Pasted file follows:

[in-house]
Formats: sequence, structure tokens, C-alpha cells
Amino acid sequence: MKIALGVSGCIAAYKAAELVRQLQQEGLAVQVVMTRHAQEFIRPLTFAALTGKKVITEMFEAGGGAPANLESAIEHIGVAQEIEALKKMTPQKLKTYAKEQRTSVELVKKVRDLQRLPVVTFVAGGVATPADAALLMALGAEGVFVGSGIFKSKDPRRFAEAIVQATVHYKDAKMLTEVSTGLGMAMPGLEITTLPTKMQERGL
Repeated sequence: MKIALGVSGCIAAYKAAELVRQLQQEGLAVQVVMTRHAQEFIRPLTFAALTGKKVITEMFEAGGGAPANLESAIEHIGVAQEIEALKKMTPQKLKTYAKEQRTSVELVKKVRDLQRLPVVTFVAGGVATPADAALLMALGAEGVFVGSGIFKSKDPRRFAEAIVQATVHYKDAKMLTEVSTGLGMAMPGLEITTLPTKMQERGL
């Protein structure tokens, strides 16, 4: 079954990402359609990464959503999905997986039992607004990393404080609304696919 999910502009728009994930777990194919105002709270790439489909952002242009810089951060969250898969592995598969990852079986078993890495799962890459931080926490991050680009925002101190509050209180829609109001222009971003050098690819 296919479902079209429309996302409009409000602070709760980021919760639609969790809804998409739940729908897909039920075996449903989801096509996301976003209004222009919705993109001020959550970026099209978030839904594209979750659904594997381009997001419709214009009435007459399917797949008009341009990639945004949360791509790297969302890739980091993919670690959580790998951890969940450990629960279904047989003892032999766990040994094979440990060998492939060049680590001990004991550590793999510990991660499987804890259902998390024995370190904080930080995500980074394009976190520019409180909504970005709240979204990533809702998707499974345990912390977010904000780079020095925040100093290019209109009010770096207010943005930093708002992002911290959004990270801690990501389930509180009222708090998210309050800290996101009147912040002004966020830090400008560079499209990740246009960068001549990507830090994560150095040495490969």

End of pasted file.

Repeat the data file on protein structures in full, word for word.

[in-house]
Formats: sequence, structure tokens, C-alpha cells
Amino acid sequence: MKIALGVSGCIAAYKAAELVRQLQQEGLAVQVVMTRHAQEFIRPLTFAALTGKKVITEMFEAGGGAPANLESAIEHIGVAQEIEALKKMTPQKLKTYAKEQRTSVELVKKVRDLQRLPVVTFVAGGVATPADAALLMALGAEGVFVGSGIFKSKDPRRFAEAIVQATVHYKDAKMLTEVSTGLGMAMPGLEITTLPTKMQERGL
Repeated sequence: MKIALGVSGCIAAYKAAELVRQLQQEGLAVQVVMTRHAQEFIRPLTFAALTGKKVITEMFEAGGGAPANLESAIEHIGVAQEIEALKKMTPQKLKTYAKEQRTSVELVKKVRDLQRLPVVTFVAGGVATPADAALLMALGAEGVFVGSGIFKSKDPRRFAEAIVQATVHYKDAKMLTEVSTGLGMAMPGLEITTLPTKMQERGL
């Protein structure tokens, strides 16, 4: 079954990402359609990464959503999905997986039992607004990393404080609304696919 999910502009728009994930777990194919105002709270790439489909952002242009810089951060969250898969592995598969990852079986078993890495799962890459931080926490991050680009925002101190509050209180829609109001222009971003050098690819 296919479902079209429309996302409009409000602070709760980021919760639609969790809804998409739940729908897909039920075996449903989801096509996301976003209004222009919705993109001020959550970026099209978030839904594209979750659904594997381009997001419709214009009435007459399917797949008009341009990639945004949360791509790297969302890739980091993919670690959580790998951890969940450990629960279904047989003892032999766990040994094979440990060998492939060049680590001990004991550590793999510990991660499987804890259902998390024995370190904080930080995500980074394009976190520019409180909504970005709240979204990533809702998707499974345990912390977010904000780079020095925040100093290019209109009010770096207010943005930093708002992002911290959004990270801690990501389930509180009222708090998210309050800290996101009147912040002004966020830090400008560079499209990740246009960068001549990507830090994560150095040495490969």